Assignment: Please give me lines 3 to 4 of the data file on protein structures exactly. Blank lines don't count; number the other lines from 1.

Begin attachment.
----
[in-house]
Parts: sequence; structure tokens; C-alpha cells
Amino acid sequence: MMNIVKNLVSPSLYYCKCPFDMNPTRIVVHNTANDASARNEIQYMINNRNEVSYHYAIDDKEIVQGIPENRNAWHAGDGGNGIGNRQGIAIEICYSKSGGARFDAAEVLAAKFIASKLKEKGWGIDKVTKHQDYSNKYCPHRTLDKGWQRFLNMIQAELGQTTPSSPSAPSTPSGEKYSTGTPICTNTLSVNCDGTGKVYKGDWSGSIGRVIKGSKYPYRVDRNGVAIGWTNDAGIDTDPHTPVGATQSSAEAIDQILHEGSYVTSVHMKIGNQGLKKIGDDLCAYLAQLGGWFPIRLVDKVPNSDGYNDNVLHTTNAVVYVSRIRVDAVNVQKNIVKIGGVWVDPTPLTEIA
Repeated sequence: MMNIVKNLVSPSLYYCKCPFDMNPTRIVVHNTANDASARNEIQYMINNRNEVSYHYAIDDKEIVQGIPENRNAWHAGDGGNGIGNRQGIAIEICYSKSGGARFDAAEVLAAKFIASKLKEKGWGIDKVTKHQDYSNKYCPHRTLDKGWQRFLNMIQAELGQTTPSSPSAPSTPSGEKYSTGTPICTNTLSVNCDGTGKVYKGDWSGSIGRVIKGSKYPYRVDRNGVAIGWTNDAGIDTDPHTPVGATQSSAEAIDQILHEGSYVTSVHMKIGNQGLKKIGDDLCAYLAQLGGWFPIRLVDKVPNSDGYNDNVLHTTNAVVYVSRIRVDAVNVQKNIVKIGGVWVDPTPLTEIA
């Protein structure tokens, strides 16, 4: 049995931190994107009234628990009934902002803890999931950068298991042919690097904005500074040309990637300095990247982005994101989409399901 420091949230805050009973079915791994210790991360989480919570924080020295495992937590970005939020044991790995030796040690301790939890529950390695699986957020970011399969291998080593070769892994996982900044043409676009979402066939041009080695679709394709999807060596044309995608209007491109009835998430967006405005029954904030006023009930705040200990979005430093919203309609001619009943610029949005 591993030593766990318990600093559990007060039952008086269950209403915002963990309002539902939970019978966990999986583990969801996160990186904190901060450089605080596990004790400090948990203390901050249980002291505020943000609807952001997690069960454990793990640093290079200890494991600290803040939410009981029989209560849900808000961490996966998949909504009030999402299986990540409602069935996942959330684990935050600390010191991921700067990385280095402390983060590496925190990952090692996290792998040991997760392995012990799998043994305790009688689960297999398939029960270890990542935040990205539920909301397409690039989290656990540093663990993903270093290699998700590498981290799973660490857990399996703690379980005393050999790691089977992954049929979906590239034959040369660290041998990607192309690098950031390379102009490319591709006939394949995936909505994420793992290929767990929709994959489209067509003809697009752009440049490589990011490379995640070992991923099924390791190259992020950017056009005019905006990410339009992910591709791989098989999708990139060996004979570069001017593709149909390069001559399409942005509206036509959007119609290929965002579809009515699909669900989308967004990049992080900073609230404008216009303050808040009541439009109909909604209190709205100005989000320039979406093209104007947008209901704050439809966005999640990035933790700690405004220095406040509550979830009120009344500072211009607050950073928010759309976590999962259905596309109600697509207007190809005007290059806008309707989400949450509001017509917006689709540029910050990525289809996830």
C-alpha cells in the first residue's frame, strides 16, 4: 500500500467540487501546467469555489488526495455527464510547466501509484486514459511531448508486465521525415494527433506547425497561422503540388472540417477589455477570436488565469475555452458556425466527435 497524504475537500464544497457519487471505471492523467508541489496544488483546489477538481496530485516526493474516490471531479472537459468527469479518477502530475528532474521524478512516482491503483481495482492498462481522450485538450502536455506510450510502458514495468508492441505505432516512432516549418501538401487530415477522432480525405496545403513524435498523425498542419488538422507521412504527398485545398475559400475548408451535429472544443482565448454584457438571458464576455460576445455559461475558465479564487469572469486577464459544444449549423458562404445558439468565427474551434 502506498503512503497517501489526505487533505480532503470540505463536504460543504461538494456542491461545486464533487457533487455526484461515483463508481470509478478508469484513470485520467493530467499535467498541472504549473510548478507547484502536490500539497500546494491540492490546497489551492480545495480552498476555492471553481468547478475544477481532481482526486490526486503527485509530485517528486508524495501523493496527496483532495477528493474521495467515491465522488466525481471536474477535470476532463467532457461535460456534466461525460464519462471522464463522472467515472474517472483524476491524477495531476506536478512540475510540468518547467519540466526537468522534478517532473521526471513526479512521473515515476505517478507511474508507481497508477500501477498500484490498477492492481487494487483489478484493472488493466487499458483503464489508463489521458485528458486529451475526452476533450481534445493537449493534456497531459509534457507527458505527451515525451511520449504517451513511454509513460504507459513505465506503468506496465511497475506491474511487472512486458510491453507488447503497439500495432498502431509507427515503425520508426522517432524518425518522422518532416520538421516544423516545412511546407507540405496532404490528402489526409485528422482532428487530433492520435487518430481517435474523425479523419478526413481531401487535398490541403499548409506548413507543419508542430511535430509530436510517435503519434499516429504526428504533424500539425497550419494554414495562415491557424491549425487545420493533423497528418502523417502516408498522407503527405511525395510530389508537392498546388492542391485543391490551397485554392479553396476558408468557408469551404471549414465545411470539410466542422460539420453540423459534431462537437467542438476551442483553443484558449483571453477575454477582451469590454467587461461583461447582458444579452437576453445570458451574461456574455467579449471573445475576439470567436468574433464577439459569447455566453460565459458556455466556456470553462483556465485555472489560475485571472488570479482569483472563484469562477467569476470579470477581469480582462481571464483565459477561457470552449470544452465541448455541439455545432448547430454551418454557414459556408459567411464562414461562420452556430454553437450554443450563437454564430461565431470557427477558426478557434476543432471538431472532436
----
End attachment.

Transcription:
Amino acid sequence: MMNIVKNLVSPSLYYCKCPFDMNPTRIVVHNTANDASARNEIQYMINNRNEVSYHYAIDDKEIVQGIPENRNAWHAGDGGNGIGNRQGIAIEICYSKSGGARFDAAEVLAAKFIASKLKEKGWGIDKVTKHQDYSNKYCPHRTLDKGWQRFLNMIQAELGQTTPSSPSAPSTPSGEKYSTGTPICTNTLSVNCDGTGKVYKGDWSGSIGRVIKGSKYPYRVDRNGVAIGWTNDAGIDTDPHTPVGATQSSAEAIDQILHEGSYVTSVHMKIGNQGLKKIGDDLCAYLAQLGGWFPIRLVDKVPNSDGYNDNVLHTTNAVVYVSRIRVDAVNVQKNIVKIGGVWVDPTPLTEIA
Repeated sequence: MMNIVKNLVSPSLYYCKCPFDMNPTRIVVHNTANDASARNEIQYMINNRNEVSYHYAIDDKEIVQGIPENRNAWHAGDGGNGIGNRQGIAIEICYSKSGGARFDAAEVLAAKFIASKLKEKGWGIDKVTKHQDYSNKYCPHRTLDKGWQRFLNMIQAELGQTTPSSPSAPSTPSGEKYSTGTPICTNTLSVNCDGTGKVYKGDWSGSIGRVIKGSKYPYRVDRNGVAIGWTNDAGIDTDPHTPVGATQSSAEAIDQILHEGSYVTSVHMKIGNQGLKKIGDDLCAYLAQLGGWFPIRLVDKVPNSDGYNDNVLHTTNAVVYVSRIRVDAVNVQKNIVKIGGVWVDPTPLTEIA